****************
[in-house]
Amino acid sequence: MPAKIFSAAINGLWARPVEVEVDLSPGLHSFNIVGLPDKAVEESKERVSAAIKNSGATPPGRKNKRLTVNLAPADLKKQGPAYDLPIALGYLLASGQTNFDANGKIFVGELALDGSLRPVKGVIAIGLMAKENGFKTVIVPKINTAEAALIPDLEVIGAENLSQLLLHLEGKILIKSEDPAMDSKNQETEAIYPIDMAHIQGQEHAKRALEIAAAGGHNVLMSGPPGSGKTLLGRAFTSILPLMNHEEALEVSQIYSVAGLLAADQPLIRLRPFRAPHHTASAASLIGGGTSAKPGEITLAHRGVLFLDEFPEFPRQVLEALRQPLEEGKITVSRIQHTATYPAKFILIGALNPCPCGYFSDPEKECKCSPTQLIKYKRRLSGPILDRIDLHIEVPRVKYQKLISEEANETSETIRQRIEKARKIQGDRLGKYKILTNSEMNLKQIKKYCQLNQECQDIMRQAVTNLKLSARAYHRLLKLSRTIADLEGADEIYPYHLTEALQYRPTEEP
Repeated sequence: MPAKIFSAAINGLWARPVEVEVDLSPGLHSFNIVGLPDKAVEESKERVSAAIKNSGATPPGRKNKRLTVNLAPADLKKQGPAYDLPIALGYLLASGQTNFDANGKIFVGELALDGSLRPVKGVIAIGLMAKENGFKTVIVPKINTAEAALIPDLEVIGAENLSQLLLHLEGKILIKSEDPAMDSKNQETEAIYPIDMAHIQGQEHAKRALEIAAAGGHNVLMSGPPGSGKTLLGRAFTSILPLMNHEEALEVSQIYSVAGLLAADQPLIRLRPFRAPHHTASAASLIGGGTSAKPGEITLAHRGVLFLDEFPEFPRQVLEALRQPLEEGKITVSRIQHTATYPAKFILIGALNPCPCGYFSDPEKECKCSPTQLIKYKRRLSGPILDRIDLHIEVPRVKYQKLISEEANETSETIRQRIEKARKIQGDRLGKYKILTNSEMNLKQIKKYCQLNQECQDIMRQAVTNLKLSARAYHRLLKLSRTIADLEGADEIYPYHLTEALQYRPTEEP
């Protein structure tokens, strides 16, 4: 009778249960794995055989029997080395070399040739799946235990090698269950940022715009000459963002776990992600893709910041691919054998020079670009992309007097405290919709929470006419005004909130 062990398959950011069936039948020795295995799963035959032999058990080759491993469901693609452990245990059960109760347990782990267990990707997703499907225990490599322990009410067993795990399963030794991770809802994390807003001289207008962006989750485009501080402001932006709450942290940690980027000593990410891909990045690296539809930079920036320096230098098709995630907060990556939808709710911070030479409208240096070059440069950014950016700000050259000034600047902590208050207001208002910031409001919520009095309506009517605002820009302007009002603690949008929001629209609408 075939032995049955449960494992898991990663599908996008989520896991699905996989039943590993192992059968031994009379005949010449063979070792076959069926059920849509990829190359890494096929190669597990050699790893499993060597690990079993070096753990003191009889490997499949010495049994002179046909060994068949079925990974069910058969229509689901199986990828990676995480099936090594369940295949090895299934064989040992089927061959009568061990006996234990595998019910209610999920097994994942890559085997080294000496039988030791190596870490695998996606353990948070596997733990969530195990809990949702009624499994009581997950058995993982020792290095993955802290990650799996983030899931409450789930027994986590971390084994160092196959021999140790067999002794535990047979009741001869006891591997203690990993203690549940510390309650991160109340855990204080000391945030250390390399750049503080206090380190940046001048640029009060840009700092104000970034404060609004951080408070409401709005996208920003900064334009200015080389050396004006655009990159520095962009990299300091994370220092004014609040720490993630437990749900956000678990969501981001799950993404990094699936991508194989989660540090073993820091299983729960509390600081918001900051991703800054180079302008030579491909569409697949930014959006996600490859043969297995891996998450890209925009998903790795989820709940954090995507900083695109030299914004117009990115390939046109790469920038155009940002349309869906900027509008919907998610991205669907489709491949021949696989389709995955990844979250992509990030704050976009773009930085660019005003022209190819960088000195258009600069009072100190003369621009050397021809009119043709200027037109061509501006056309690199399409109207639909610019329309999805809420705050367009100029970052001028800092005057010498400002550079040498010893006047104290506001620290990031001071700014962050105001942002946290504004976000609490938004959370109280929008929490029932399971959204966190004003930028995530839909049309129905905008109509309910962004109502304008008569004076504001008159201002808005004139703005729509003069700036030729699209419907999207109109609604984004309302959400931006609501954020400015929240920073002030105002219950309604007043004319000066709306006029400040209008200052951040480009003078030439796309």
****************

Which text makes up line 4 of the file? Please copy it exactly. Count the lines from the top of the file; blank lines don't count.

């Protein structure tokens, strides 16, 4: 009778249960794995055989029997080395070399040739799946235990090698269950940022715009000459963002776990992600893709910041691919054998020079670009992309007097405290919709929470006419005004909130 062990398959950011069936039948020795295995799963035959032999058990080759491993469901693609452990245990059960109760347990782990267990990707997703499907225990490599322990009410067993795990399963030794991770809802994390807003001289207008962006989750485009501080402001932006709450942290940690980027000593990410891909990045690296539809930079920036320096230098098709995630907060990556939808709710911070030479409208240096070059440069950014950016700000050259000034600047902590208050207001208002910031409001919520009095309506009517605002820009302007009002603690949008929001629209609408 075939032995049955449960494992898991990663599908996008989520896991699905996989039943590993192992059968031994009379005949010449063979070792076959069926059920849509990829190359890494096929190669597990050699790893499993060597690990079993070096753990003191009889490997499949010495049994002179046909060994068949079925990974069910058969229509689901199986990828990676995480099936090594369940295949090895299934064989040992089927061959009568061990006996234990595998019910209610999920097994994942890559085997080294000496039988030791190596870490695998996606353990948070596997733990969530195990809990949702009624499994009581997950058995993982020792290095993955802290990650799996983030899931409450789930027994986590971390084994160092196959021999140790067999002794535990047979009741001869006891591997203690990993203690549940510390309650991160109340855990204080000391945030250390390399750049503080206090380190940046001048640029009060840009700092104000970034404060609004951080408070409401709005996208920003900064334009200015080389050396004006655009990159520095962009990299300091994370220092004014609040720490993630437990749900956000678990969501981001799950993404990094699936991508194989989660540090073993820091299983729960509390600081918001900051991703800054180079302008030579491909569409697949930014959006996600490859043969297995891996998450890209925009998903790795989820709940954090995507900083695109030299914004117009990115390939046109790469920038155009940002349309869906900027509008919907998610991205669907489709491949021949696989389709995955990844979250992509990030704050976009773009930085660019005003022209190819960088000195258009600069009072100190003369621009050397021809009119043709200027037109061509501006056309690199399409109207639909610019329309999805809420705050367009100029970052001028800092005057010498400002550079040498010893006047104290506001620290990031001071700014962050105001942002946290504004976000609490938004959370109280929008929490029932399971959204966190004003930028995530839909049309129905905008109509309910962004109502304008008569004076504001008159201002808005004139703005729509003069700036030729699209419907999207109109609604984004309302959400931006609501954020400015929240920073002030105002219950309604007043004319000066709306006029400040209008200052951040480009003078030439796309």